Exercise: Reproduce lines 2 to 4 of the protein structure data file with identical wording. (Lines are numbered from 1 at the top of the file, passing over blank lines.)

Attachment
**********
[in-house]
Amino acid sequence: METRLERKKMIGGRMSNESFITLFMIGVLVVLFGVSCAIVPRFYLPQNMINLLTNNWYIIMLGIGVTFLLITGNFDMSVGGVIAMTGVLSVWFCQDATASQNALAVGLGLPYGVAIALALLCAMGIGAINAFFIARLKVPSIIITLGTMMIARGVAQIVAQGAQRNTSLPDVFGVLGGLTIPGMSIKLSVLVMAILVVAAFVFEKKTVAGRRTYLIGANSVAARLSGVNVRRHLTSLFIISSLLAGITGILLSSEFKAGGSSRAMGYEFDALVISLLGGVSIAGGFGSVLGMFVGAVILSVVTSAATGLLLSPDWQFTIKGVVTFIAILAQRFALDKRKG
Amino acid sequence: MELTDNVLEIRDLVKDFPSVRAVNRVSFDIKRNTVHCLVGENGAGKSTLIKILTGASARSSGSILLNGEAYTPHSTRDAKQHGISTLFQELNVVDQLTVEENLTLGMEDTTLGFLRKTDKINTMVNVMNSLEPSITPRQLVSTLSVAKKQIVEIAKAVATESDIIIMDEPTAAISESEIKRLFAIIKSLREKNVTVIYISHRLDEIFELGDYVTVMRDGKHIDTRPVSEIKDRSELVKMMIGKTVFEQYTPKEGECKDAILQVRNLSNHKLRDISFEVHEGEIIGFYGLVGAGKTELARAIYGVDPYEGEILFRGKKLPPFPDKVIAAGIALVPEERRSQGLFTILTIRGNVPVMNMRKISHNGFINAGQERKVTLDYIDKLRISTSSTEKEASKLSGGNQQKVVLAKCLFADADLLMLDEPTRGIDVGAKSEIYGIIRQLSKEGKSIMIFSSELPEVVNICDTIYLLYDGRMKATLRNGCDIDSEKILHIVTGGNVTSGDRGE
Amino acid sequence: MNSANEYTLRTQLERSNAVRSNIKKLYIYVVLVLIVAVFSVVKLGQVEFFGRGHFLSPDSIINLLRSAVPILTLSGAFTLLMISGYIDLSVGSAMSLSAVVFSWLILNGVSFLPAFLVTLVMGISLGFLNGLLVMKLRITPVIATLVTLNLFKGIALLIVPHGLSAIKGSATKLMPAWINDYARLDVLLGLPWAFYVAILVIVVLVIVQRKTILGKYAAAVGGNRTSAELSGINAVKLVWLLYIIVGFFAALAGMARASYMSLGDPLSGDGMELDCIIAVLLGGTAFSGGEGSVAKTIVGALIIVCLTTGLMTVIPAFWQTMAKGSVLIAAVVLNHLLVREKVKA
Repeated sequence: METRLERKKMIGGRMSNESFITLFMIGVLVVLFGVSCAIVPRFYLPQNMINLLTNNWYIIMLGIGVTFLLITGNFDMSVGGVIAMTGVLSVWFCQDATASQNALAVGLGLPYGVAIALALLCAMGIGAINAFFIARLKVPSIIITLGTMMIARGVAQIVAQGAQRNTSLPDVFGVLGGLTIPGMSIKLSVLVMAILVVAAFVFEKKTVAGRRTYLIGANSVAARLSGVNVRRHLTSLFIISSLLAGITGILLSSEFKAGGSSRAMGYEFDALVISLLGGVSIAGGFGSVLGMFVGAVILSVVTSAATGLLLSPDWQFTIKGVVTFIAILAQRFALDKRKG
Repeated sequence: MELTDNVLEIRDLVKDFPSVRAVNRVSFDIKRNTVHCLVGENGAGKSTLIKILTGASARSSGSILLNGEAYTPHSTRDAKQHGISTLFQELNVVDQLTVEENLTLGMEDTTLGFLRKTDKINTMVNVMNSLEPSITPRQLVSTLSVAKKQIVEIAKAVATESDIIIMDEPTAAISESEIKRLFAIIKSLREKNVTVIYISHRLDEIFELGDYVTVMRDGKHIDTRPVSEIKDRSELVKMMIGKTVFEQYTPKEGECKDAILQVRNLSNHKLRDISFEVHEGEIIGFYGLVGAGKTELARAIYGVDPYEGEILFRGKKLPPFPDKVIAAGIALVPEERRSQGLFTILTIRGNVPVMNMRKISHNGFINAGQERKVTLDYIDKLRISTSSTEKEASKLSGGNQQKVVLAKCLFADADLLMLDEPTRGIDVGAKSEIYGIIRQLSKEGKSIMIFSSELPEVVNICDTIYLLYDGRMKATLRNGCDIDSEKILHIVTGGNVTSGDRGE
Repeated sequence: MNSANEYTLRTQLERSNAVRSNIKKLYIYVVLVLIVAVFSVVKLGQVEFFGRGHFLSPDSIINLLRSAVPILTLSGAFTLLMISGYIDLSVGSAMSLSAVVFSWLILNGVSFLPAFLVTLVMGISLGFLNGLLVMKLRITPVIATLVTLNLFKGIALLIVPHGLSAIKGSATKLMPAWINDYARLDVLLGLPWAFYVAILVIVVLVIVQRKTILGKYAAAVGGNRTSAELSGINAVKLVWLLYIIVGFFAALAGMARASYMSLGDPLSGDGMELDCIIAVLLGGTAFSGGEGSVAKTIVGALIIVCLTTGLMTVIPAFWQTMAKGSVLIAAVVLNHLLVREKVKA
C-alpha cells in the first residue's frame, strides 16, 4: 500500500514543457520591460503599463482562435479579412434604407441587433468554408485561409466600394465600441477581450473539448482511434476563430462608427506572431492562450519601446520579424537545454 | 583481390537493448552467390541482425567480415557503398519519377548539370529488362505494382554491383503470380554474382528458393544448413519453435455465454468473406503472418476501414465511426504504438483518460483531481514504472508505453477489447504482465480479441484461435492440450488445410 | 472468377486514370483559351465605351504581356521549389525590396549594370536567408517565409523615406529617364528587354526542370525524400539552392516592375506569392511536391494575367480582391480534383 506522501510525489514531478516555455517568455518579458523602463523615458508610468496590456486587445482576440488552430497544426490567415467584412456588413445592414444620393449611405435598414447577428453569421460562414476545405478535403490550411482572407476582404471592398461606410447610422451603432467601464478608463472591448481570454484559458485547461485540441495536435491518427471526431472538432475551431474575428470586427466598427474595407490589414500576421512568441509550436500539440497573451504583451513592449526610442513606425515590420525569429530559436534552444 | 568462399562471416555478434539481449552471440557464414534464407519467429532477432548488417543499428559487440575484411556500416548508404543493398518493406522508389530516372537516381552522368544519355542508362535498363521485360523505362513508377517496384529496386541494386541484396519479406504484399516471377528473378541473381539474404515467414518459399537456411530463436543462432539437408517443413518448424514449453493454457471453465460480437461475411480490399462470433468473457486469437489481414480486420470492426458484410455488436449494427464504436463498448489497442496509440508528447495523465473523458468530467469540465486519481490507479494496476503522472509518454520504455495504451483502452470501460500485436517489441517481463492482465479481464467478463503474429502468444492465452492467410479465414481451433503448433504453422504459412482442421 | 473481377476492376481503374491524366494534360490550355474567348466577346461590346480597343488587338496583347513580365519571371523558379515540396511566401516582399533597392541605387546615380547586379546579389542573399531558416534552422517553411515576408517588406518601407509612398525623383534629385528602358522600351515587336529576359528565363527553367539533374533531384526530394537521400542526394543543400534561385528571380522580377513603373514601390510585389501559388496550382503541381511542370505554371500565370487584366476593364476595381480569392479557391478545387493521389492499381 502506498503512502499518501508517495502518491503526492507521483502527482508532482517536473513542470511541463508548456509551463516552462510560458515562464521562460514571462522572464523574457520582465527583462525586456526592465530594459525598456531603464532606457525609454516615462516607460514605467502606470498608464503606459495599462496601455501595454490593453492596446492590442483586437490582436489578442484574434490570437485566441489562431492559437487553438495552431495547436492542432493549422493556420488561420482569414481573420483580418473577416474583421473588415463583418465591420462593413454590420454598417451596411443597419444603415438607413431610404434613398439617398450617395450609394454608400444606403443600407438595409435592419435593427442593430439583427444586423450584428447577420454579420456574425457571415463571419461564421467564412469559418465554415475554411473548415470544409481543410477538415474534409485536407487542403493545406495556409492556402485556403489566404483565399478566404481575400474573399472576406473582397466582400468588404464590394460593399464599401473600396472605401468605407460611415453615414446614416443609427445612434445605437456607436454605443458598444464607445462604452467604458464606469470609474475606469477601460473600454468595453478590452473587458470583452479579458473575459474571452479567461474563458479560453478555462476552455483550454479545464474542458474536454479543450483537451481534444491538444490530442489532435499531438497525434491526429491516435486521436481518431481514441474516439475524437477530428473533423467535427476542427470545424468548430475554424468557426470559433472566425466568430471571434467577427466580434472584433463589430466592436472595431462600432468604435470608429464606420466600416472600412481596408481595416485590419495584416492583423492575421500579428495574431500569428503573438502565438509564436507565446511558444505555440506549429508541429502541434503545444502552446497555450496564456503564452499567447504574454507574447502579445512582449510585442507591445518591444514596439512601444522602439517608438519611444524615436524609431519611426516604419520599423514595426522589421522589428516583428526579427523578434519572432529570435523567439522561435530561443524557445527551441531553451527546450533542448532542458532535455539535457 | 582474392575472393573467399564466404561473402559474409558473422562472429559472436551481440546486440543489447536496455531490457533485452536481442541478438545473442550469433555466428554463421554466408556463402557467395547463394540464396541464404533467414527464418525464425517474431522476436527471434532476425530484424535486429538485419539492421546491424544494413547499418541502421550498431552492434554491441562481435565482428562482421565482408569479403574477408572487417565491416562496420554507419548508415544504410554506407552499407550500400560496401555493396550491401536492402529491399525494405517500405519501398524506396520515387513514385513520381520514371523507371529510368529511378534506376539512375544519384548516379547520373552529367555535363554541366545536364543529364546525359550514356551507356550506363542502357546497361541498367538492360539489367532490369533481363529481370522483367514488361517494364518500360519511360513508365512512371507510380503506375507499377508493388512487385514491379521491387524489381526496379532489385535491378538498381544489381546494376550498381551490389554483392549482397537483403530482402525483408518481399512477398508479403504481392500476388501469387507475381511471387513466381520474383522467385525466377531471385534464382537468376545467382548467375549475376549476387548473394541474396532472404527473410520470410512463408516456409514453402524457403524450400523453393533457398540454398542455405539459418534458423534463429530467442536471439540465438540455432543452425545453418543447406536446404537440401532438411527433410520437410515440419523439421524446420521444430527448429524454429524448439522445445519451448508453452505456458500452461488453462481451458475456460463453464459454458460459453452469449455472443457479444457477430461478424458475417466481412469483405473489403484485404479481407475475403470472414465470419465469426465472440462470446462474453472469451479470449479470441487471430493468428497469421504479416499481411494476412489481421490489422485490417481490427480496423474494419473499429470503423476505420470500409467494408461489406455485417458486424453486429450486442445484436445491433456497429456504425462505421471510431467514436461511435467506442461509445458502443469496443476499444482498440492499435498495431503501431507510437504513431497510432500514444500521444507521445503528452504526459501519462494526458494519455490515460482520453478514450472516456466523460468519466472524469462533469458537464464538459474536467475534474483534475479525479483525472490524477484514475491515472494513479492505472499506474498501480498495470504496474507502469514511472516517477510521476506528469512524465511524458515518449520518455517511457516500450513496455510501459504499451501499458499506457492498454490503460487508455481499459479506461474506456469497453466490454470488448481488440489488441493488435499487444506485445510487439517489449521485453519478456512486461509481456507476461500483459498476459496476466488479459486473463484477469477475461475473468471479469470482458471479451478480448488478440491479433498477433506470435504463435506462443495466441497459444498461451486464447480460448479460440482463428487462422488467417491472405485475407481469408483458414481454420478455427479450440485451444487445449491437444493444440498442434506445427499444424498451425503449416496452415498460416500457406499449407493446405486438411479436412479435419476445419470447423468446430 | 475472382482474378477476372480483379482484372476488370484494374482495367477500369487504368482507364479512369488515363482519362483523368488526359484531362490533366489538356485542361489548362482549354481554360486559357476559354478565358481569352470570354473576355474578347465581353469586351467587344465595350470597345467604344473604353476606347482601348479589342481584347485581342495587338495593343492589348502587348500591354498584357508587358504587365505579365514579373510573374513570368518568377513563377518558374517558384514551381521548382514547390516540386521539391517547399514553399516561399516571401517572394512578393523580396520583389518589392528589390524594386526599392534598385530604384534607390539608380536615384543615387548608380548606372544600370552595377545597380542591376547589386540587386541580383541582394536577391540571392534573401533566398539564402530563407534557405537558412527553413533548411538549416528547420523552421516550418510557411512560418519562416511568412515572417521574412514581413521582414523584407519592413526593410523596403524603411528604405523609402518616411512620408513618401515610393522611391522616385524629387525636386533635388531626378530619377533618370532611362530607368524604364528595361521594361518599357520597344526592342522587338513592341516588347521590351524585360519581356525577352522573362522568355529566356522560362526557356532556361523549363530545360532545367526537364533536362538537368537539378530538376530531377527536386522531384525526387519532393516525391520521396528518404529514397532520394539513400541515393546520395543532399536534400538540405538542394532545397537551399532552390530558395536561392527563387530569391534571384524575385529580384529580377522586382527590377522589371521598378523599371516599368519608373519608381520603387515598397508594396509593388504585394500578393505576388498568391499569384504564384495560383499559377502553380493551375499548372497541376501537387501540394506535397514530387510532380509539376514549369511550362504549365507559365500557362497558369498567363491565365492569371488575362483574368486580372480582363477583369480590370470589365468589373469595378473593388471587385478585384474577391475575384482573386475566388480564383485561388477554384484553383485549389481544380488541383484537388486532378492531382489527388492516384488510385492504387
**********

Amino acid sequence: METRLERKKMIGGRMSNESFITLFMIGVLVVLFGVSCAIVPRFYLPQNMINLLTNNWYIIMLGIGVTFLLITGNFDMSVGGVIAMTGVLSVWFCQDATASQNALAVGLGLPYGVAIALALLCAMGIGAINAFFIARLKVPSIIITLGTMMIARGVAQIVAQGAQRNTSLPDVFGVLGGLTIPGMSIKLSVLVMAILVVAAFVFEKKTVAGRRTYLIGANSVAARLSGVNVRRHLTSLFIISSLLAGITGILLSSEFKAGGSSRAMGYEFDALVISLLGGVSIAGGFGSVLGMFVGAVILSVVTSAATGLLLSPDWQFTIKGVVTFIAILAQRFALDKRKG
Amino acid sequence: MELTDNVLEIRDLVKDFPSVRAVNRVSFDIKRNTVHCLVGENGAGKSTLIKILTGASARSSGSILLNGEAYTPHSTRDAKQHGISTLFQELNVVDQLTVEENLTLGMEDTTLGFLRKTDKINTMVNVMNSLEPSITPRQLVSTLSVAKKQIVEIAKAVATESDIIIMDEPTAAISESEIKRLFAIIKSLREKNVTVIYISHRLDEIFELGDYVTVMRDGKHIDTRPVSEIKDRSELVKMMIGKTVFEQYTPKEGECKDAILQVRNLSNHKLRDISFEVHEGEIIGFYGLVGAGKTELARAIYGVDPYEGEILFRGKKLPPFPDKVIAAGIALVPEERRSQGLFTILTIRGNVPVMNMRKISHNGFINAGQERKVTLDYIDKLRISTSSTEKEASKLSGGNQQKVVLAKCLFADADLLMLDEPTRGIDVGAKSEIYGIIRQLSKEGKSIMIFSSELPEVVNICDTIYLLYDGRMKATLRNGCDIDSEKILHIVTGGNVTSGDRGE
Amino acid sequence: MNSANEYTLRTQLERSNAVRSNIKKLYIYVVLVLIVAVFSVVKLGQVEFFGRGHFLSPDSIINLLRSAVPILTLSGAFTLLMISGYIDLSVGSAMSLSAVVFSWLILNGVSFLPAFLVTLVMGISLGFLNGLLVMKLRITPVIATLVTLNLFKGIALLIVPHGLSAIKGSATKLMPAWINDYARLDVLLGLPWAFYVAILVIVVLVIVQRKTILGKYAAAVGGNRTSAELSGINAVKLVWLLYIIVGFFAALAGMARASYMSLGDPLSGDGMELDCIIAVLLGGTAFSGGEGSVAKTIVGALIIVCLTTGLMTVIPAFWQTMAKGSVLIAAVVLNHLLVREKVKA